A common motto for some educational insitutions is “Vitai Lampada Tradunt.” The phrase is generally interpreted to mean “[They] Deliver Torch of Life.” It comes from an epic philosophical poem by Lucretius, who lived in the early 1st century BC, called De rerum natura (On The Nature of Things) where he describes Epicurean ideas around atomism, worldly phenomenon, and concious experience. While many of these ideas had been expounded and explained by his predecessors (such as Democritus’ teaching of Atomism), the poem is well known for it’s employment of flowy metaphors tailored to the Roman audiance. The Latin text is as follows:
augescunt aliae gentes, aliae minuuntur,
inque brevi spatio mutantur saecla animantum
et quasi cursores vitai lampada tradunt.
The nations wax, the nations wane away;
In a brief space the generations pass,
And like the runners hand the lamp of life
One unto other.
So things by turns increase, by turns decay,
Like Racers, bear the Lamp of Life, and live:
And their Race done, their Lamps to others give.
Some nations increase, others are diminished,
And, in a short space of time, the tribes of living creatures are changed by successive generations,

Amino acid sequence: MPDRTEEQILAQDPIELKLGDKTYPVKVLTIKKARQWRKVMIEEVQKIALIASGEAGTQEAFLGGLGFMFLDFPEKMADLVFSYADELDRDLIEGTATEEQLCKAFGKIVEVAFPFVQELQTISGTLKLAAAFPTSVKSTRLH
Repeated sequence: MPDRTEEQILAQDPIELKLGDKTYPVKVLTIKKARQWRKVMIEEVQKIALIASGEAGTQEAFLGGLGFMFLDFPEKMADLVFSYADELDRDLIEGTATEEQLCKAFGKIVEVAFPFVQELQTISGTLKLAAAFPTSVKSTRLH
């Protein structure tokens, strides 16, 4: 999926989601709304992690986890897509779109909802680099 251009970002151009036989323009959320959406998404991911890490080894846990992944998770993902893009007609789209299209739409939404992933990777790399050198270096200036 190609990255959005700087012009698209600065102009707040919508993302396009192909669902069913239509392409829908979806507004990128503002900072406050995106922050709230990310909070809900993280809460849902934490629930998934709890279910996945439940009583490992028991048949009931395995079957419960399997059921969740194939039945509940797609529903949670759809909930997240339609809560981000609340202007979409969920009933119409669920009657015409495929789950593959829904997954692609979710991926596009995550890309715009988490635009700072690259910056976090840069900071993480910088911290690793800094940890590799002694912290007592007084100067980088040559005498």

And, like the racers, deliver the torch of life from hand to hand.
Who are “the runners”? For an explanation, we turn to John Potter’s The Antiquities of Greece:
At this time there was a Race with Torches in the Academy; the manner of which was thus: The Antagonists were three Young Men, one of which being appointed by Lots to take his turn first, took a lighted Torch in his Hand, and began his Course; [even] if he the Torch was extinguished before he arrived to his Journey’s end, he delivered it to the second, and he in like manner to the third. The victory was his that carried the torch lighted to the race’s end: but if none could perform that, the victory was not adjudged to any of them.
If any of the contenders, for fear of extinguishing the torch by too violent a motion, slackend his course, the spectators used to strike him with the palms of their hands…
To the successive delivering of the torches from one to another, there are frequent allusions in authors, who usually compare it to the turns and vicissitudes of human affairs, and the various changes and successions that happen in the world.
Nowadays, when we run relay races, we usually consider it to be a team affair — where we all share in the glory (unless you do something like this). After all, everyone put in an equal amount of effort. Yes, one person actually won the race, but everyone gets a medal… As a runner, why run – and risk failing – without a chance for a share in the reward? Why take the option that doesn’t necessarily maximize your personal utility? The point of the story is to say: Life is not fair. We are essentially runners, with our time and roles chosen by lot.